Wrightsville First UMC meets community need with preschool

9/6/2016



By Kara Witherow, Editor


For years, Janibeth Outlaw knew that Wrightsville needed a church-based preschool. 

It became a pressing reality, though, when she had to drive to Sandersville to take her oldest son, Judson, now 4, to preschool. 

Spending hours in the car wasn’t ideal for either of them, and they weren’t the only ones doing all that driving. 

Residents of Wrightsville, a small community of about 2,200 people, had to drive nearly 30 miles to Dublin, Sandersville, or Swainsboro if they wanted their children enrolled in a half-day preschool program. 

While Wrightsville and Johnson County have daycare facilities and the school system offers pre-K and Head Start programs, before this August there were no faith based preschool programs available to families.

After conversations with Wrightsville United Methodist Church pastor Rev. Kirk Hagan, in February Outlaw, a member of the church and a “type-A super doer,” presented the idea of a church preschool to Wrightsville First UMC’s church council.

“I saw so many families in that same situation and thought, if our community needs this, why don’t we do something about it?” she asked.

Two weeks later the church council met again and voted unanimously to charter and open Wrightsville UMC’s preschool.

“When we started talking about it, I immediately said there is a need in our community,” Rev. Hagan said. “The more I thought about it the more I realized how perfect it was and how it is the right fit for us. We have building space, we have willing people, we have a little bit of money, and we have a need. When you see God moving, jump on it.”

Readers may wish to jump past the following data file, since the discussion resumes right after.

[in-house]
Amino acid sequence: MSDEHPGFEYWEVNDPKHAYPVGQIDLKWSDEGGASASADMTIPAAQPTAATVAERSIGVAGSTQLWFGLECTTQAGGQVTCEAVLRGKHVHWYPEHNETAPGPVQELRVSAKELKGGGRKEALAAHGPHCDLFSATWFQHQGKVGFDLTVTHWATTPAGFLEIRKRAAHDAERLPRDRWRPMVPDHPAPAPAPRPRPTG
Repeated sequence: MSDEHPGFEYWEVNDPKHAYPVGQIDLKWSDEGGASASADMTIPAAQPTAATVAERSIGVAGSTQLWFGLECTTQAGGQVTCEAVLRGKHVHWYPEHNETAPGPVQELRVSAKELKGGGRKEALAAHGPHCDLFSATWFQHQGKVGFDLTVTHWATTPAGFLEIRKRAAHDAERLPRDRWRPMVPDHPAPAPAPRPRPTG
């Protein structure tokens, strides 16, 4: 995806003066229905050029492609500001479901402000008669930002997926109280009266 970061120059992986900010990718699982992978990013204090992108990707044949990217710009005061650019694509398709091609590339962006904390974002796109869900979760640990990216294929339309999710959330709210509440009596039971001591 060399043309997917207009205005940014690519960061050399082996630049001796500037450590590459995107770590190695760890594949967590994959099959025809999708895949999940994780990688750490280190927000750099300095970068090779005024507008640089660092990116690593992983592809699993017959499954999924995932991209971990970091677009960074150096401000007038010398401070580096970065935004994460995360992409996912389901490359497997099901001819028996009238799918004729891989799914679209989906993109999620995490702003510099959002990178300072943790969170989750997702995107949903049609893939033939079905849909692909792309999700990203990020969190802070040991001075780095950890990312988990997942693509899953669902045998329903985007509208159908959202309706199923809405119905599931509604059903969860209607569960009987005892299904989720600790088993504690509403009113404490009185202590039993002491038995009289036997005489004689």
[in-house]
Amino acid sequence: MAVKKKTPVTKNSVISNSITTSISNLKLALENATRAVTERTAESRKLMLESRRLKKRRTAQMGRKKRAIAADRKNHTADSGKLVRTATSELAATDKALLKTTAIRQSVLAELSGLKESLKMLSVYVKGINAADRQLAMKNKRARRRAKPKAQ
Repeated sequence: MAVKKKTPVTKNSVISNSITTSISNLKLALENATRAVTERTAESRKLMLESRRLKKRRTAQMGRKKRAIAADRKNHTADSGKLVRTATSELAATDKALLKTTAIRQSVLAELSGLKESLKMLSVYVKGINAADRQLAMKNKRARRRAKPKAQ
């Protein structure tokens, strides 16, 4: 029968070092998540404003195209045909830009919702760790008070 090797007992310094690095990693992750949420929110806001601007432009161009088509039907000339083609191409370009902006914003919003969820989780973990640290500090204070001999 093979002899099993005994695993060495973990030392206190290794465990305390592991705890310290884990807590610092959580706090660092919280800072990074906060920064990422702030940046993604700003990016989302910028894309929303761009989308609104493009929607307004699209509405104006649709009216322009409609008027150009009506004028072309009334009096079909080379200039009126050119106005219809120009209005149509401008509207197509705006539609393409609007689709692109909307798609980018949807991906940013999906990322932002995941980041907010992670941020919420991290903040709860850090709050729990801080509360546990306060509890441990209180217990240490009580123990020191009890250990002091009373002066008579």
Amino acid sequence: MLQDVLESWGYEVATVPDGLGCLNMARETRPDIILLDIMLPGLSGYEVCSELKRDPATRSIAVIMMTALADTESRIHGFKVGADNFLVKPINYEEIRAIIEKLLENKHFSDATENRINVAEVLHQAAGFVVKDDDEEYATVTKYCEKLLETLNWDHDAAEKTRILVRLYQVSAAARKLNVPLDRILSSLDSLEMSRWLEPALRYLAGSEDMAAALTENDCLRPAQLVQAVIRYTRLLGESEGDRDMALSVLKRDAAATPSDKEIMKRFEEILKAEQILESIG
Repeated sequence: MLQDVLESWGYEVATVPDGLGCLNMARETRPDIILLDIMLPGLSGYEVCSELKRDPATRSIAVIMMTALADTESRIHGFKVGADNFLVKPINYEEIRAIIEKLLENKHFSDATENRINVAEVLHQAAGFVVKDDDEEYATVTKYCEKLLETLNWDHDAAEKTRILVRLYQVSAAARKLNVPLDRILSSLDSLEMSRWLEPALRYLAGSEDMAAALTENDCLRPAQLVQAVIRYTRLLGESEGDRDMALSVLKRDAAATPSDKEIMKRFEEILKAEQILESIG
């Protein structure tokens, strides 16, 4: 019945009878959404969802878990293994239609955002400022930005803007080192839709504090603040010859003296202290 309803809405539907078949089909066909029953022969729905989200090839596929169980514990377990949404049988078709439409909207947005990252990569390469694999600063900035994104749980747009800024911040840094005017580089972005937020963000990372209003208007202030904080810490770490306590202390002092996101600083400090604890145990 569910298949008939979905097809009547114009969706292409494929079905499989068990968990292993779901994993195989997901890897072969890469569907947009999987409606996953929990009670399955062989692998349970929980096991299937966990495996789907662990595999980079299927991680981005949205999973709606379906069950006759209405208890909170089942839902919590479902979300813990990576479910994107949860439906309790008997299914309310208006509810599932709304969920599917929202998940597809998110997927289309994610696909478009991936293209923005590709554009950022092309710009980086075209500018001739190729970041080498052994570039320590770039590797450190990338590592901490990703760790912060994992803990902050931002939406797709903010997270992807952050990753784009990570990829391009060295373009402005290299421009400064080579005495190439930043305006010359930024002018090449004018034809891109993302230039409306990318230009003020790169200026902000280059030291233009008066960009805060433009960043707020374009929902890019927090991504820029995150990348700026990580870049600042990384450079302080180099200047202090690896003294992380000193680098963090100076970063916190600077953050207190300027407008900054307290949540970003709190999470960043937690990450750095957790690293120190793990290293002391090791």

On Monday, Aug. 8, 22 children walked into Wrightsville First UMC’s preschool for the first time, met their teachers, and settled in for a day of learning and fun. 

Outlaw, a stay-at-home mom of three who taught for nine years, serves as the preschool’s volunteer director. Her sons, Judson, 4, and Jace, 3, attend, and Outlaw echoes the sentiments felt by many parents.

“(Judson and Jace) love having something close to us,” she said. “We can have more time together and less time on the road.”  

Less than five months after the church council approved the idea, the preschool now serves 20 families. Of them, only a handful are active members of the church. The preschool exists to serve a need within the community, not to grow the membership roster, Rev. Hagan said.

“I heard someone say recently that if you’re not addressing needs in the community your church is never going to make a difference,” Rev. Hagan said. “One of the needs in our community is quality educational opportunities, and we wanted to know how we could start to help make a difference. Well, we have the four things you need: money, space, willingness, and a need. So we asked how we could apply those to meet the need.”